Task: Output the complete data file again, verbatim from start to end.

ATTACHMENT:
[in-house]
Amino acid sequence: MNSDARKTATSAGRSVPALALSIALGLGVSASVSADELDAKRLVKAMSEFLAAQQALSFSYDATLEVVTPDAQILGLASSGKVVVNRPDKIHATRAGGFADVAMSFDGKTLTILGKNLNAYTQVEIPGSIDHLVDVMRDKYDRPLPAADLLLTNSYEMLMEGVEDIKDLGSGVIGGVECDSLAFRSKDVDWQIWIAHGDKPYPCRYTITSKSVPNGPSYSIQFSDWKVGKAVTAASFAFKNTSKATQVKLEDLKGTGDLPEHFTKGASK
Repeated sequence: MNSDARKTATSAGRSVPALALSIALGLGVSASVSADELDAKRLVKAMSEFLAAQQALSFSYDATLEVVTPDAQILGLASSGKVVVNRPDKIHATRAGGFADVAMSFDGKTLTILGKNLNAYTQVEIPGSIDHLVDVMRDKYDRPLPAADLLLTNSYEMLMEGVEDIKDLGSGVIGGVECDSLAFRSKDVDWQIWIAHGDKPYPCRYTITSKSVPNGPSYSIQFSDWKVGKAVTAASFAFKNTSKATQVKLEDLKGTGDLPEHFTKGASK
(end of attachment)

[in-house]
Amino acid sequence: MNSDARKTATSAGRSVPALALSIALGLGVSASVSADELDAKRLVKAMSEFLAAQQALSFSYDATLEVVTPDAQILGLASSGKVVVNRPDKIHATRAGGFADVAMSFDGKTLTILGKNLNAYTQVEIPGSIDHLVDVMRDKYDRPLPAADLLLTNSYEMLMEGVEDIKDLGSGVIGGVECDSLAFRSKDVDWQIWIAHGDKPYPCRYTITSKSVPNGPSYSIQFSDWKVGKAVTAASFAFKNTSKATQVKLEDLKGTGDLPEHFTKGASK
Repeated sequence: MNSDARKTATSAGRSVPALALSIALGLGVSASVSADELDAKRLVKAMSEFLAAQQALSFSYDATLEVVTPDAQILGLASSGKVVVNRPDKIHATRAGGFADVAMSFDGKTLTILGKNLNAYTQVEIPGSIDHLVDVMRDKYDRPLPAADLLLTNSYEMLMEGVEDIKDLGSGVIGGVECDSLAFRSKDVDWQIWIAHGDKPYPCRYTITSKSVPNGPSYSIQFSDWKVGKAVTAASFAFKNTSKATQVKLEDLKGTGDLPEHFTKGASK